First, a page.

The Swiss have been voting on nine separate proposals - the highest number in over 130 years - in their regular exercise of direct democracy.This content was published on May 18, 2003 - 12:10
The nuclear power, health costs and disabled rights proposals are likely to produce the closest results.
The number of proposals is the highest to be voted on at a national level in one day since 1866.
Seven of the proposals are people's initiatives and will need the double majority of the popular vote and the cantons to pass.
The government is recommending seven "no" votes and just two "yes" votes - for revision of the army law and new proposals for civil protection.
Political analyst Hans Hirter says voters are unlikely to be deterred by the fact that there are many more issues than usual on the ballot papers this time around.
"I don't think the number of issues influences people's decision to vote," he told swissinfo.
"Those who are interested in politics will vote, and those who aren't, won't."
Hirter expects a turnout of between 40 and 50 per cent - an average for national votes.
A couple of the issues in particular are likely to produce a tight finish.
Of the two nuclear proposals being put to the vote, Hirter thinks the call to extend the moratorium on building new power plants stands the greatest chance of being passed.
He says the power of the nuclear lobby and Switzerland's reliance on nuclear energy to meet around 40 per cent of the country's electricity needs could help sway the vote.
" I think the vote will be very close as we have already had a moratorium and many people may want to see that extended," he said.
"As for as the proposal to shut down nuclear power plants, I think there will be a majority against."
Hirter also expects a close outcome on the issue of whether to force the government to guarantee the country's 700,000 disabled access to public buildings and transport.
Moral and financial considerations
The government maintains a "yes " vote would break both federal and cantonal budgets.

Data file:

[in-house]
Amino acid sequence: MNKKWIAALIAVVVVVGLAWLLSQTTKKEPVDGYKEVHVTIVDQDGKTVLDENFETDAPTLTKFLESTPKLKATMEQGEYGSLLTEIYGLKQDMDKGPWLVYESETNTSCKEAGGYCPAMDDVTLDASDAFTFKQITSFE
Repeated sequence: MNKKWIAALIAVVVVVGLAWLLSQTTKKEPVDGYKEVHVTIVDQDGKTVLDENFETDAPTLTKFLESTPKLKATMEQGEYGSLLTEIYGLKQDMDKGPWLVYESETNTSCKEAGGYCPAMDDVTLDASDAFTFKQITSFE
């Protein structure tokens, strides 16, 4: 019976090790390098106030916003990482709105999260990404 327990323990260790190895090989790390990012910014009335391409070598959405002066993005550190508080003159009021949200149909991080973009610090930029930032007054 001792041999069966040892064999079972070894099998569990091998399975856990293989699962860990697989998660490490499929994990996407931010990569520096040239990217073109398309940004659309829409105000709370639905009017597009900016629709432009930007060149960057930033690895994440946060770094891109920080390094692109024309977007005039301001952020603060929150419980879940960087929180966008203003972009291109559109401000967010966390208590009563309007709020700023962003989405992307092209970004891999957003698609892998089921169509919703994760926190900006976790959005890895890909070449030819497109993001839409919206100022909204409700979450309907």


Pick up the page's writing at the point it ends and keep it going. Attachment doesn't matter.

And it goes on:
But Hirter says when it comes to voting, the argument about costs could lose out to the moral one of giving the disabled the same rights as the rest of society.
"It's not easy to speculate on the outcome, but people may decide to vote according to their hearts rather than their wallets," he said.
"There are a lot of things that cost vast amounts of money, and people may decide this is one of the things they are willing to see financed."
Proposals backed by the Social Democrats to change how health insurance premiums are calculated is one of the more controversial issues being put to the vote on Sunday.
It wants to link premiums to income and personal wealth.
Although Hirter says the proposals have a lot of popular support, he thinks the required overhaul of the health insurance system will probably prove too dramatic for most Swiss.
With so many issues on the ballot paper, Hirter says the government's position will certainly influence how some people vote.
He says that studies on voting behaviour show that the Swiss - particularly those who are less well informed on an issue - tend to follow the government's advice.
"They'll look at what the party they support has to say and at what the government is recommending, and often they'll use that as a guide to how they should vote.
"But if they have strong views on a subject, the influence of the government's stance is far weaker."
The government is opposed to seven of the recommendations being put to the vote on May 18, and has urged the Swiss to vote "no".
The other issues being put to a vote on Sunday include fairer rents, car-free Sundays, the right to apprenticeships and revision of the army law.
swissinfo, Jonathan Summerton
Issues included on the May 18 ballot paper:
Equal rights for the disabled.
Extending the moratorium on building and upgrading nuclear plants.
Closing down of nuclear power stations.
Revision of the health law.
Improved rights for tenants.
Right to apprenticeships.
Revision of the army law.
New proposals for civil protection.
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